Paradoxical embolism causing myocardial infarction
In this case report, published in the Journal of Medical Case Reports, the authors present a case of a likely paradoxical embolism in a young patient with no significant risk factor for coronary artery disease that initially presented with shortness of breath and bilateral calf pain that was found to have a deep vein thrombosis.

There was a development of a pulmonary embolism that we believed due to right ventricular strain resulted in an embolus crossing into the arterial system via an intracardiac shunt causing a myocardial infarction via a distal occlusion of the right coronary artery.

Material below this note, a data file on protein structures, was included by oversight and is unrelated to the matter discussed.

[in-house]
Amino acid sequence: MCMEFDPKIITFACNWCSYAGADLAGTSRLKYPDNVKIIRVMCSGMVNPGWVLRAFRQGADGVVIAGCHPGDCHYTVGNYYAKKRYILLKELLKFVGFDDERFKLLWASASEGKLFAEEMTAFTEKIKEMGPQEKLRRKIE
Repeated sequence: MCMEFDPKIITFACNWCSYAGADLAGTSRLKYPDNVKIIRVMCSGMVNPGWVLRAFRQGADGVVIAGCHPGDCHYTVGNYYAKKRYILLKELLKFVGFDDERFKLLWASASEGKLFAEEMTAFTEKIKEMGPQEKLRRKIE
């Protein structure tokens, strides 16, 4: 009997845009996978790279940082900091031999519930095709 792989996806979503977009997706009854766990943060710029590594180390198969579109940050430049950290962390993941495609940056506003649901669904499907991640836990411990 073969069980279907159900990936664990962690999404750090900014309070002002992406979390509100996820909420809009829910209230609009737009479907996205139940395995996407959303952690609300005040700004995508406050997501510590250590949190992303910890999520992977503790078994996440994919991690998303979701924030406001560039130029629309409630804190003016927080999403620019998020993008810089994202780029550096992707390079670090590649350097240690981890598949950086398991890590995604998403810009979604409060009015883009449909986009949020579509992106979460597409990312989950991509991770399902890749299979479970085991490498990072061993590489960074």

Patient was treated with full dose anticoagulation and a patent foramen ovale (PFO) closure was recommended.

The authors hypothesized that due to right ventricular strain, there was increased right-sided pressure, and the change in pressure gradient in the right into the left atrium caused the sudden reversal of blood flow direction, which allowed the emboli to travel into the left circulation. Eventually, the embolus lodged into distal RCA causing myocardial infarction.

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